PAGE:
Jason Miller: Trump Should Delay Big ‘Announcement’ He Teased Hours Before Election Day
Former US President Donald Trump speaks to the media while departing a polling station after voting in the US midterm elections at Morton and Barbara Mandel Recreation Center in Palm Beach, Florida, on November 8, 2022.

A one-time key adviser to former President Donald Trump is publicly encouraging him to delay the big “announcement” he teased the day before the 2022 midterms, fearing that it would draw attention away from the December 6 Georgia Senate runoff. 

Political observers expect Trump to launch a third White House bid on November 15. While Trump has repeatedly teased that he will run, the GOP’s failure to manifest a red wave in the midterms has many questioning the appetite that Republican voters have for another Trump bid — particularly one so soon after a disappointing election and before another one that could determine the balance of power in the Senate. 

“I’ll be advising him that he move his announcement until after the Georgia runoff,” said Jason Miller, who was chief spokesman for Trump’s 2016 campaign and a senior adviser for the 2020 bid. “Georgia needs to be the focus of every Republican in the country right now.”

Trump-endorsed former NFL great Herschel Walker and incumbent Democrat Sen. Raphael Warnock are running in the two-person race after neither topped 50% on Tuesday. 

Miller, who was featured in The Daily Wire documentary “My Dinner With Trump” as a member of Trump’s inner circle, also told The Washington Post that he wasn’t aware of any Trump adviser who wants the former president to make an announcement next week.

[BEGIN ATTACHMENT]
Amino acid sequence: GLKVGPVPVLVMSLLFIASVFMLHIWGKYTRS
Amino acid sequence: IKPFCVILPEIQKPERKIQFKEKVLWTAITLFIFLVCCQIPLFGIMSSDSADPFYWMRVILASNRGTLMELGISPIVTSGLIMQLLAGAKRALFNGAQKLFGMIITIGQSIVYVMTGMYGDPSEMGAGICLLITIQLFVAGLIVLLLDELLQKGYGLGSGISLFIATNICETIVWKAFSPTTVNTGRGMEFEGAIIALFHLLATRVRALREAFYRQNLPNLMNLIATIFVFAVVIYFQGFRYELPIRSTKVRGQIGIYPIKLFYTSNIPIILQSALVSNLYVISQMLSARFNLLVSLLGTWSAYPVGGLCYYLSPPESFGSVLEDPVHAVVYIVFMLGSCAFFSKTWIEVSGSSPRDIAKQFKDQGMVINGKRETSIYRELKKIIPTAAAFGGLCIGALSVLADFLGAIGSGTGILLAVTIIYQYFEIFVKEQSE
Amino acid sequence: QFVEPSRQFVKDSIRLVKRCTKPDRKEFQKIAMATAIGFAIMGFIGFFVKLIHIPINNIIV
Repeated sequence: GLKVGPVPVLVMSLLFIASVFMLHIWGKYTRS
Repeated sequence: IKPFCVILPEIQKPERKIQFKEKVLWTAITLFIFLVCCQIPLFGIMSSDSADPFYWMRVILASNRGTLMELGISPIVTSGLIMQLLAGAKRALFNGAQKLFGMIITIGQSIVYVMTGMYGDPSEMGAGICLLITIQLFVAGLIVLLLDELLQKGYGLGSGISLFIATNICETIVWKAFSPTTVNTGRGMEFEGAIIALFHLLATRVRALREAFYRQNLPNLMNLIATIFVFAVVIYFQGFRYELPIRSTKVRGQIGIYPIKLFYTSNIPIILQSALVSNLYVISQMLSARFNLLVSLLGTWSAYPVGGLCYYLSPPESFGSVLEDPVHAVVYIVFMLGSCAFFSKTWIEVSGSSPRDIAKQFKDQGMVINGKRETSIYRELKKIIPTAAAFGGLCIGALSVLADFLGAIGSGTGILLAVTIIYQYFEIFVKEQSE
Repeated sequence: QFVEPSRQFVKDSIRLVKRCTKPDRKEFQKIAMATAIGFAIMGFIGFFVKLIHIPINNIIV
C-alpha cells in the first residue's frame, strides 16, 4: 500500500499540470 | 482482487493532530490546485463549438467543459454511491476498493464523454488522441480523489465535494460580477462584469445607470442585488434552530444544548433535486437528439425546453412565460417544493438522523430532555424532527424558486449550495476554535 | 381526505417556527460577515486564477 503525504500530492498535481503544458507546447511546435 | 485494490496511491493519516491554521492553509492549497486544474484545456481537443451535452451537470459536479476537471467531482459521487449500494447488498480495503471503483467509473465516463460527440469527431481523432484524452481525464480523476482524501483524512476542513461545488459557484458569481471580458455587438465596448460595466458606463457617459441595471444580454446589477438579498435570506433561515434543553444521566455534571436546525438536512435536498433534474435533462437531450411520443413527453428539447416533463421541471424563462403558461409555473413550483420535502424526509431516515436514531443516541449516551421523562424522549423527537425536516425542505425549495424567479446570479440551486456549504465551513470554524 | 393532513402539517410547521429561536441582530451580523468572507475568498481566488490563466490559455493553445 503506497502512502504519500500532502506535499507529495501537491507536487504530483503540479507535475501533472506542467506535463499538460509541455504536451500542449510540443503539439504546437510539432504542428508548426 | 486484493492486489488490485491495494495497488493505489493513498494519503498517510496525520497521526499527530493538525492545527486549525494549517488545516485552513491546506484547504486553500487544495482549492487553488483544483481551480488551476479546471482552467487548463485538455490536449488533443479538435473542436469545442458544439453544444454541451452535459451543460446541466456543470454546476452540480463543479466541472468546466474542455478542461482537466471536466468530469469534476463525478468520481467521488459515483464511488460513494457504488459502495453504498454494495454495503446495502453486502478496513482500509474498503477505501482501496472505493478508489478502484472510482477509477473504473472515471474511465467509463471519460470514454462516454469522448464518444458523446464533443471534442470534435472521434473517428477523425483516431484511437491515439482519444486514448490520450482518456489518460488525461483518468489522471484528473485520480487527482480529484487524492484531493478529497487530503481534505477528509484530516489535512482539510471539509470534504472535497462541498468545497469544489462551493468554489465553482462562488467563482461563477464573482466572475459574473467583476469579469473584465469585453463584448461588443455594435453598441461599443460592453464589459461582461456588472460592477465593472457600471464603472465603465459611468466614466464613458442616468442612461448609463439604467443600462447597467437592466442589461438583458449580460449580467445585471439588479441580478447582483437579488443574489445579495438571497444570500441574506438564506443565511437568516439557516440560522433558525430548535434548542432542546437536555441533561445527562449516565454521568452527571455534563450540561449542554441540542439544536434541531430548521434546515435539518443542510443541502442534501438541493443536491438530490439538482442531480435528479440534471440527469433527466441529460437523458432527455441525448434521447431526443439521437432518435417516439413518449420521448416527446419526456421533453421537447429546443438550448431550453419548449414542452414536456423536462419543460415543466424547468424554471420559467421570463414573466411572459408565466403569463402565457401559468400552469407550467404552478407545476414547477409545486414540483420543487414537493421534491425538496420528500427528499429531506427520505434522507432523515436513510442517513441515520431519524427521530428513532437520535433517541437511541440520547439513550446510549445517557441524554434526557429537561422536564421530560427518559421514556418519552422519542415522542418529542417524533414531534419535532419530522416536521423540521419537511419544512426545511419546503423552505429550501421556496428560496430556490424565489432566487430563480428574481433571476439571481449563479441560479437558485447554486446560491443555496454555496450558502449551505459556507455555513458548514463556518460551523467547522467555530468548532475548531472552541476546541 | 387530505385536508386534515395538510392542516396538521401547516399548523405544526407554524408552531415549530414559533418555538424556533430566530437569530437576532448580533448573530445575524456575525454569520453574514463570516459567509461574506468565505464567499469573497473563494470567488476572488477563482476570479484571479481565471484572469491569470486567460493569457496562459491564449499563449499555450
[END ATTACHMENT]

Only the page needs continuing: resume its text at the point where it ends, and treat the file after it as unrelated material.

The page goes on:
Still, Trump told Fox News on Wednesday he still plans to make his big announcement on schedule. Although the GOP performed worse than expected, Trump touted the personal success of his endorsements and pushed back on reports that he was upset that more of the high-profile ones, such as Pennsylvania Senate candidate Dr. Mehmet Oz, didn’t win. 

“There is a fake news narrative that I was furious — it is just the opposite,” Trump said. “The people I endorsed did very well. I was batting 98.6% in the primaries, and 216 to 19 in the general election — that is amazing.”

Taylor Budowich, a Trump spokesperson, told the Associated Press, “As President Trump looks to the future, he will continue to champion his America First agenda that won overwhelmingly at the ballot box last night.”

The bulk of Trump’s winners, however, came from safely GOP districts, with 16 of the candidates actually having run uncontested. Election results also show that 13 Trump-endorsed candidates lost in highly competitive or closely watched races, while about a dozen of his preferred candidates ran in extremely competitive races. 

The success of Republican candidates appears to have varied by state, suggesting local issues played a major role. 

In Pennsylvania, all three toss-up congressional districts went to Democrats, yet in neighboring New York, all four toss-up races have been called for Republicans — and a fifth has the Republican leading. In Florida, where Governor Ron DeSantis won by nearly 20 points, Florida’s 13th congressional district — the only race that was predicted as somewhat competitive for Democrats even though it was projected to lean Republican — went to Trump-backed Anna Paulina Luna handily. 

As of Thursday afternoon, a projection has not been made for which party will control the House of Representatives, although it is expected to go to the Republicans.

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